ZIMBABWE — I was in a hotel room here, minutes away from one of the seven natural wonders of the world, when I got the phone call that Judge Damon Keith had died.
Only hours earlier, I had stood in the glorious spray of Victoria Falls, the largest waterfall on the planet. It took my breath away.
But there are natural wonders, and human wonders, and it is not unfair to put Damon Keith on the latter level. In fact, given that Mother Nature didn’t have to deal with all that Judge Keith did in his 96 years, he might even get the edge. Rarely has a man stood for so much good, for so many others, for so long.
He died Sunday morning. For those who knew him, it was a crushing piece of news. Within hours, there were already long tributes to what Judge Keith did as a lawyer, a district judge and a federal judge, his landmark cases on housing and job discrimination that literally changed the nation, the staredowns of a President (Nixon) and an Attorney General (John Ashcroft), both of which Judge Keith won, not because he was better or stronger, but because he was right, and just, and true.
You can review his many decisions on countless online sites. Watch a fine documentary about his memories. You can read a biography about his early life in Detroit, as the son of a $5-a-day autoworker who told him “I never want to see you have to work in a factory like I do”, and his time in World War II, when black soldiers defended their country and their dignity. You can study his special friendship with Thurgood Marshall, who mentored Keith and famously called in a huff after Keith was considering foregoing a federal bench appointment to continue his important district court work in our area.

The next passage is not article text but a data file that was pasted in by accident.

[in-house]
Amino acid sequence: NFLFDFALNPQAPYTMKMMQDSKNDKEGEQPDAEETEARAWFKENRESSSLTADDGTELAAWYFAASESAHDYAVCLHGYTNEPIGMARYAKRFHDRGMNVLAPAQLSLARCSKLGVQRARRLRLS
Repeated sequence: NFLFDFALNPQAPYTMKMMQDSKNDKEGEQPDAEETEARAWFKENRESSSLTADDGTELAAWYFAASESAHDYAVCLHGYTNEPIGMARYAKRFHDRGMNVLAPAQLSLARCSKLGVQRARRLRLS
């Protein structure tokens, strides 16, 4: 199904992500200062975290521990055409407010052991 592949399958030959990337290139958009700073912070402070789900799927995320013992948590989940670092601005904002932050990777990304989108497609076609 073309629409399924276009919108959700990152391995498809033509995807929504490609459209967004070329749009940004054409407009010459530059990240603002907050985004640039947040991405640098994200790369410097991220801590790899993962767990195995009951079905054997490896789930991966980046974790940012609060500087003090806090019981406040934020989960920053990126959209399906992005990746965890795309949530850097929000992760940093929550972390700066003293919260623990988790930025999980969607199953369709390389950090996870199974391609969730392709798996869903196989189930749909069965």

“Don’t be crazy, Damon … if this job is offered to you, you take it!” Marshall screamed. “You hear me?”
And he hung up.
Judge Keith took the job. And made history. Even as late as three years ago, when he was in his early 90s, he was still fighting what he perceived as injustice, writing a scorching dissent on an Ohio case about restricting early and absentee voting. He accused his colleagues of ignoring African-American voters and those who died in the long battle for voting rights.
The written word on Judge Keith is vast, deep and well-chronicled, befitting a legal icon. But those who knew him personally can tell you something else.
I was lucky.
I was one of them.
So I can tell you the sheer pleasure of going to the Judge’s chambers on the second floor of the Federal Building on Lafayette Street, and getting to sit at his long wooden table for hours. And accompanying him on drives and appearances. And sitting by him amidst swarms of guests at his annual Soul Food Luncheon, as he grasped my shoulder and said “Hey! Have you met my doctor?”